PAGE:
P.Ws.8, 11 and the deceased Padma Lochan Jena were proceeding  from  Bhadrak
to Agarapada  in  a  Rajdoot  Motorcycle,  about  half  a  kilometer  before
Kadabaranga Chhaka, the accused numbering five, each one of them armed  with
deadly weapons obstructed them and when the three persons tried  to  escape,
the accused chased them and assaulted them with the aid of the weapons  held
by them.  At that point of time, a trekker passed through the  road  and  on
seeing the same, the accused persons fled away.   The  trekker  however  did
not stop, but P.W.7 along with one Debendra Padhi who were  also  proceeding
on that road in a motorcycle stopped at the place of occurrence, helped  the
deceased as well as P.Ws.8 and 11 who were also injured by shifting them  to
a hospital in a mini bus called  Santoshi  coming  on  that  road  and  that
before they could reach the hospital the deceased Padma Lochan succumbed  to
the injuries.


At the hospital P.W.1,  the  uncle  of  the  deceased,  who  rushed  to  the
hospital on hearing the news of the death of the deceased,  after  gathering
the information from P.Ws.8 and 11 as to how the  deceased  along  with  the
injured eye witnesses were assaulted  by  the  accused,  lodged  the  F.I.R.
(Ex.1) by around 5.45 p.m. The injured were attended by  P.W.12  Doctor  who
issued the injury reports (Exs.7 & 8).  P.W.9, Dr.  S.  N.  Panda  conducted
autopsy on the body of  the  deceased  and  issued  Ex.6,  the  post  mortem
report.  Though P.W.10, the passenger in the Trekker was cited and  examined
as an eye witness to the  occurrence,  did  not  support  the  case  of  the
prosecution. P.Ws.13 and 14 were the investigating officers  and  the  major
portion of the investigation was conducted by  P.W.13.  P.W.13  recovered  a
Bhujali and the cover of  the  Bhujali  (M.Os.II  &  III)  and  the  wearing
apparels of the injured and the deceased (M.Os.IX & XI).  M.O.I  is  a  pair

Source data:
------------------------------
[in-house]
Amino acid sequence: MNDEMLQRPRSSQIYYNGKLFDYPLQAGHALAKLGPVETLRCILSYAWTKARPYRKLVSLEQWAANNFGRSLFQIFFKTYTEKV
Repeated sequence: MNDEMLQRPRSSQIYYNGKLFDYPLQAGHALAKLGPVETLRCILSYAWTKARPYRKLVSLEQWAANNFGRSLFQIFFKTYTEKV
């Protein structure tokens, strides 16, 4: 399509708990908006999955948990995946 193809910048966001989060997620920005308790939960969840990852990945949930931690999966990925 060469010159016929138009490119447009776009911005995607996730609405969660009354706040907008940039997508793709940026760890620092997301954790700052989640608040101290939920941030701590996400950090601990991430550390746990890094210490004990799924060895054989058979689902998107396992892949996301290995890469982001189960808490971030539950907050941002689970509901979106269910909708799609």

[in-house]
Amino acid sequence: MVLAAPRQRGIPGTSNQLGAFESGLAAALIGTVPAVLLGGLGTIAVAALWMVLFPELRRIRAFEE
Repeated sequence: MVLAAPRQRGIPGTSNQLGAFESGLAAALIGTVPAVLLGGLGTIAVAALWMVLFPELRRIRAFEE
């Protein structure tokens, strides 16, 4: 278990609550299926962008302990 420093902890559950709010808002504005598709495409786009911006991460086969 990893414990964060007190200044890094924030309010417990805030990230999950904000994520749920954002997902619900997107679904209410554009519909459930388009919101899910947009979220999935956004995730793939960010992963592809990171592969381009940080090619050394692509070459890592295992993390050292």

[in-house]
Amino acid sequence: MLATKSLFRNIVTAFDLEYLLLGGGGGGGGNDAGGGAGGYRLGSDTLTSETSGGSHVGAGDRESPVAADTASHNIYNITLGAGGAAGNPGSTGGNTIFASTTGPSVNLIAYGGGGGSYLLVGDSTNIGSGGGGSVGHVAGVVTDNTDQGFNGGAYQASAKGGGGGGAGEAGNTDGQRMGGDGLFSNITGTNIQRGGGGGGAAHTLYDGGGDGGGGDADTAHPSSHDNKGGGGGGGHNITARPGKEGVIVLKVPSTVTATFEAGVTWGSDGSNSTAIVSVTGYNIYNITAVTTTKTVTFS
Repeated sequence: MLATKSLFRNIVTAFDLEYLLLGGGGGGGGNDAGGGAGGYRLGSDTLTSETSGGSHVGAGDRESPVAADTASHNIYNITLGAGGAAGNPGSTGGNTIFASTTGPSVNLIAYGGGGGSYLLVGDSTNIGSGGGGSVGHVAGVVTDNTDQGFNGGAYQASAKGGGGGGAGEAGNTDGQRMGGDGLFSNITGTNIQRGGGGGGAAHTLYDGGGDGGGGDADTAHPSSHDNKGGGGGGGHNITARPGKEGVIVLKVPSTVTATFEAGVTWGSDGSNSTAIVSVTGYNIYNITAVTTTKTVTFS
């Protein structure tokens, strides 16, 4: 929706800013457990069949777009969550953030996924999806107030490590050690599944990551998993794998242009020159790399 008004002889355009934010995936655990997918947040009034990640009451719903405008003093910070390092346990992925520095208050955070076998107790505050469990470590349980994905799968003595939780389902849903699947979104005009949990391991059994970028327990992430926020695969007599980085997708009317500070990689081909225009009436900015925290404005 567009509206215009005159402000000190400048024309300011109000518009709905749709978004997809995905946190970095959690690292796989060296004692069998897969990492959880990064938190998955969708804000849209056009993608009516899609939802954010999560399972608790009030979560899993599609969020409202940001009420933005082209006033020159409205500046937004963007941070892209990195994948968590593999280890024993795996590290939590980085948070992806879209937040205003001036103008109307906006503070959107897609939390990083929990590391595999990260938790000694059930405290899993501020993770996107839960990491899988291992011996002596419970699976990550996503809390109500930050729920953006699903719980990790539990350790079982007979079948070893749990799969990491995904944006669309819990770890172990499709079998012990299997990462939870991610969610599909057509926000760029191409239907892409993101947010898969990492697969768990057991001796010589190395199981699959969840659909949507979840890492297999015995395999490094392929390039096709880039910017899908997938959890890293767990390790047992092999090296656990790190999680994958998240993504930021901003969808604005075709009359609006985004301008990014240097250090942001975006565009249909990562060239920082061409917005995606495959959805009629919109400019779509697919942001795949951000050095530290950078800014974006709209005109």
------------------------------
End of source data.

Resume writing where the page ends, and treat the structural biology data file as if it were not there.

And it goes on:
of chappal, which  was  also  recovered  along  with  other  articles  viz.,
plastic comb, plastic glass, whisky and rum bottles. Ex.2  was  the  inquest
report and Ex.10 was the dead body challan. Exs.3  to  5  and  12  were  the
different seizure lists.  Ex.9 was the crime detailed form while  Exs.14  to
18 are the documents in support of  sending  M.Os.  to  the  State  Forensic
Science Laboratory and the report received therefrom.


On behalf of the prosecution, P.Ws.1 to 14 were examined and on the side  of
the defence, D.W.1 was examined and Exs.D & D/1 were  marked.   The  accused
were arrested on  different  dates.   The  first  accused  was  arrested  on
06.04.1996, the second accused was arrested on  11.04.1996,  the  third  and
fourth  accused  surrendered  before  Court  on  12.07.1996  and  19.07.1996
respectively. Accused-Ashok Das alias Gopal Das was arrested on  19.03.1997.
 The wearing apparels of the first accused was recovered which  was  stained
with blood, but the same was not sent for chemical analysis.


The appellants were charged for the offences under Sections 147,  148,  341,
326, 307, 302 r/w Section 149 I.P.C.  The accused  denied  the  charges  and
were tried by the Sessions Court.  Though the accused were charged  for  the
offence under Section 149, the Trial Court  while  analyzing  the  evidence,
both the eye witnesses account, medical  evidence,  as  well  as  the  other
evidence, took the view that there was no clinching evidence to support  the
individual role played by each  of  the  accused  except  accused-Ashok  Das
alias Gopal Das and consequently  while  acquitting  A1  to  A4,  ultimately
convicted the accused-Ashok Das  alias  Gopal  Das  for  the  offence  under
Section 302 I.P.C. for the killing of the deceased  Padma  Lochan  Jena  and
for causing grievous hurt on P.W.8, convicted  him  for  the  offence  under
Section 326 I.P.C.   He  was  acquitted  of  the  offence  under  the  other
Sections by granting the benefit of doubt.  Ultimately, he was imposed  with
the punishment of imprisonment for life for the offence  under  Section  302
I.P.C and three years R.I for the  offence  under  Section  326  I.P.C.  and
directed the punishment to run concurrently.


As against the said  conviction  and  sentence  imposed,  accused-Ashok  Das
alias Gopal Das preferred Criminal Appeal No.251 of 1997 while the State  of
Orissa preferred Government Appeal No.20 of 1999 against  the  acquittal  of